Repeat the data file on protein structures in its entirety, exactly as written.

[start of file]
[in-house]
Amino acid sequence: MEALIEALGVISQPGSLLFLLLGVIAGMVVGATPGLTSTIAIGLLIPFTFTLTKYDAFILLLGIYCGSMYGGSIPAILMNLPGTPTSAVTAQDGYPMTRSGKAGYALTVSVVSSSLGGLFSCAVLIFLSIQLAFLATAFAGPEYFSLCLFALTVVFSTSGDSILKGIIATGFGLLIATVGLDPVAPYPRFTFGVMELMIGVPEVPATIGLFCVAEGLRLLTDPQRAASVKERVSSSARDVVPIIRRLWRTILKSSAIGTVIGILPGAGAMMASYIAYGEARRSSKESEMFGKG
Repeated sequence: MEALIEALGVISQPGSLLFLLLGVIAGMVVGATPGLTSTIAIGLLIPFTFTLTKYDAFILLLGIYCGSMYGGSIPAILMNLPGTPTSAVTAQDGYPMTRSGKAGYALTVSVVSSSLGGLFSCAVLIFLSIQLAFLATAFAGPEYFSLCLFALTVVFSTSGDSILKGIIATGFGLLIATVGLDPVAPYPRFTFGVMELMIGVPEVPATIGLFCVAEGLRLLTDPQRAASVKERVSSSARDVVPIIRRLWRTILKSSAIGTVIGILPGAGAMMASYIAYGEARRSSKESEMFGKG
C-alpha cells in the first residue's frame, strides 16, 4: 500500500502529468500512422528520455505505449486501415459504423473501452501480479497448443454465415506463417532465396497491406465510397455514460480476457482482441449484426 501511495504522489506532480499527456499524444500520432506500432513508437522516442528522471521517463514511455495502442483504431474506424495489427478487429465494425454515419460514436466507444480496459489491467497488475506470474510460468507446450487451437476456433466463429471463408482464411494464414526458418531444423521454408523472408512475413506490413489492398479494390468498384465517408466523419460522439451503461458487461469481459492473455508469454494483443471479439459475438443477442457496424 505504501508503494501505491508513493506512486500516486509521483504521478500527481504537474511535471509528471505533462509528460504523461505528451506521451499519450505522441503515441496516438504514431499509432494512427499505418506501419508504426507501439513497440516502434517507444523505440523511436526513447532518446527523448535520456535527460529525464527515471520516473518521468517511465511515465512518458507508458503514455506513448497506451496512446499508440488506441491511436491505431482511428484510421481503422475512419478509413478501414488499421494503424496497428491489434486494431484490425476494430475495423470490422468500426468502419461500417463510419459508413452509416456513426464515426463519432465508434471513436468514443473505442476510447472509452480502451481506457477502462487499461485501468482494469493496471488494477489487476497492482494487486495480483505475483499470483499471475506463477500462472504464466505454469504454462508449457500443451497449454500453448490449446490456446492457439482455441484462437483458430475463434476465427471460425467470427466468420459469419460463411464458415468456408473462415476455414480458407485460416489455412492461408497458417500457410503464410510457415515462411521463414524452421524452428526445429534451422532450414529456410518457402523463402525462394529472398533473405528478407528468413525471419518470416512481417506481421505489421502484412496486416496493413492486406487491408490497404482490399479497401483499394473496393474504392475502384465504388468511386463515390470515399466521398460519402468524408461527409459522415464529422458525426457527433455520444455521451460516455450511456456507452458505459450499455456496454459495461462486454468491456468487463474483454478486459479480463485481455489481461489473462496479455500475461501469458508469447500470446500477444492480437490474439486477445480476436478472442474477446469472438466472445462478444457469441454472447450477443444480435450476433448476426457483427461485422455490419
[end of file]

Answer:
[in-house]
Amino acid sequence: MEALIEALGVISQPGSLLFLLLGVIAGMVVGATPGLTSTIAIGLLIPFTFTLTKYDAFILLLGIYCGSMYGGSIPAILMNLPGTPTSAVTAQDGYPMTRSGKAGYALTVSVVSSSLGGLFSCAVLIFLSIQLAFLATAFAGPEYFSLCLFALTVVFSTSGDSILKGIIATGFGLLIATVGLDPVAPYPRFTFGVMELMIGVPEVPATIGLFCVAEGLRLLTDPQRAASVKERVSSSARDVVPIIRRLWRTILKSSAIGTVIGILPGAGAMMASYIAYGEARRSSKESEMFGKG
Repeated sequence: MEALIEALGVISQPGSLLFLLLGVIAGMVVGATPGLTSTIAIGLLIPFTFTLTKYDAFILLLGIYCGSMYGGSIPAILMNLPGTPTSAVTAQDGYPMTRSGKAGYALTVSVVSSSLGGLFSCAVLIFLSIQLAFLATAFAGPEYFSLCLFALTVVFSTSGDSILKGIIATGFGLLIATVGLDPVAPYPRFTFGVMELMIGVPEVPATIGLFCVAEGLRLLTDPQRAASVKERVSSSARDVVPIIRRLWRTILKSSAIGTVIGILPGAGAMMASYIAYGEARRSSKESEMFGKG
C-alpha cells in the first residue's frame, strides 16, 4: 500500500502529468500512422528520455505505449486501415459504423473501452501480479497448443454465415506463417532465396497491406465510397455514460480476457482482441449484426 501511495504522489506532480499527456499524444500520432506500432513508437522516442528522471521517463514511455495502442483504431474506424495489427478487429465494425454515419460514436466507444480496459489491467497488475506470474510460468507446450487451437476456433466463429471463408482464411494464414526458418531444423521454408523472408512475413506490413489492398479494390468498384465517408466523419460522439451503461458487461469481459492473455508469454494483443471479439459475438443477442457496424 505504501508503494501505491508513493506512486500516486509521483504521478500527481504537474511535471509528471505533462509528460504523461505528451506521451499519450505522441503515441496516438504514431499509432494512427499505418506501419508504426507501439513497440516502434517507444523505440523511436526513447532518446527523448535520456535527460529525464527515471520516473518521468517511465511515465512518458507508458503514455506513448497506451496512446499508440488506441491511436491505431482511428484510421481503422475512419478509413478501414488499421494503424496497428491489434486494431484490425476494430475495423470490422468500426468502419461500417463510419459508413452509416456513426464515426463519432465508434471513436468514443473505442476510447472509452480502451481506457477502462487499461485501468482494469493496471488494477489487476497492482494487486495480483505475483499470483499471475506463477500462472504464466505454469504454462508449457500443451497449454500453448490449446490456446492457439482455441484462437483458430475463434476465427471460425467470427466468420459469419460463411464458415468456408473462415476455414480458407485460416489455412492461408497458417500457410503464410510457415515462411521463414524452421524452428526445429534451422532450414529456410518457402523463402525462394529472398533473405528478407528468413525471419518470416512481417506481421505489421502484412496486416496493413492486406487491408490497404482490399479497401483499394473496393474504392475502384465504388468511386463515390470515399466521398460519402468524408461527409459522415464529422458525426457527433455520444455521451460516455450511456456507452458505459450499455456496454459495461462486454468491456468487463474483454478486459479480463485481455489481461489473462496479455500475461501469458508469447500470446500477444492480437490474439486477445480476436478472442474477446469472438466472445462478444457469441454472447450477443444480435450476433448476426457483427461485422455490419